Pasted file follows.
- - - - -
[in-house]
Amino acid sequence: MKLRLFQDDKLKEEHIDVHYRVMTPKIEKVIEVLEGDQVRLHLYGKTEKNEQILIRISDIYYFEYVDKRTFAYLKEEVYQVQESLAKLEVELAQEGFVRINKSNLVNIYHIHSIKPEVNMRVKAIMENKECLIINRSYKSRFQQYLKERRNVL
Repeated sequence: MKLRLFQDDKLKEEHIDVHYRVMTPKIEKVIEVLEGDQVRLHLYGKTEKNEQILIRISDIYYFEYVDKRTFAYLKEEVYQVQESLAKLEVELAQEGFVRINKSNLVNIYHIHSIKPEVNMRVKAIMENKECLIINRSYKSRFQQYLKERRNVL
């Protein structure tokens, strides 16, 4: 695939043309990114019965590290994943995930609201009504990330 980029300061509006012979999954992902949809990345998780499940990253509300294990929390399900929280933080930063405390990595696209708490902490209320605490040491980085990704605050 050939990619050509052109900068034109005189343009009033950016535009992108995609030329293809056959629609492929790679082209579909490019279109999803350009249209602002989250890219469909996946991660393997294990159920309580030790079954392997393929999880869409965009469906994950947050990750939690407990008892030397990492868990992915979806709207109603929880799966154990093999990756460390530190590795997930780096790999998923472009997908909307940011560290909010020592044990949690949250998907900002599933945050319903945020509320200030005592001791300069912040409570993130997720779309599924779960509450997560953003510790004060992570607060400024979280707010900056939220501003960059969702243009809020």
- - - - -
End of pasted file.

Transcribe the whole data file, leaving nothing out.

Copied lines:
[in-house]
Amino acid sequence: MKLRLFQDDKLKEEHIDVHYRVMTPKIEKVIEVLEGDQVRLHLYGKTEKNEQILIRISDIYYFEYVDKRTFAYLKEEVYQVQESLAKLEVELAQEGFVRINKSNLVNIYHIHSIKPEVNMRVKAIMENKECLIINRSYKSRFQQYLKERRNVL
Repeated sequence: MKLRLFQDDKLKEEHIDVHYRVMTPKIEKVIEVLEGDQVRLHLYGKTEKNEQILIRISDIYYFEYVDKRTFAYLKEEVYQVQESLAKLEVELAQEGFVRINKSNLVNIYHIHSIKPEVNMRVKAIMENKECLIINRSYKSRFQQYLKERRNVL
């Protein structure tokens, strides 16, 4: 695939043309990114019965590290994943995930609201009504990330 980029300061509006012979999954992902949809990345998780499940990253509300294990929390399900929280933080930063405390990595696209708490902490209320605490040491980085990704605050 050939990619050509052109900068034109005189343009009033950016535009992108995609030329293809056959629609492929790679082209579909490019279109999803350009249209602002989250890219469909996946991660393997294990159920309580030790079954392997393929999880869409965009469906994950947050990750939690407990008892030397990492868990992915979806709207109603929880799966154990093999990756460390530190590795997930780096790999998923472009997908909307940011560290909010020592044990949690949250998907900002599933945050319903945020509320200030005592001791300069912040409570993130997720779309599924779960509450997560953003510790004060992570607060400024979280707010900056939220501003960059969702243009809020």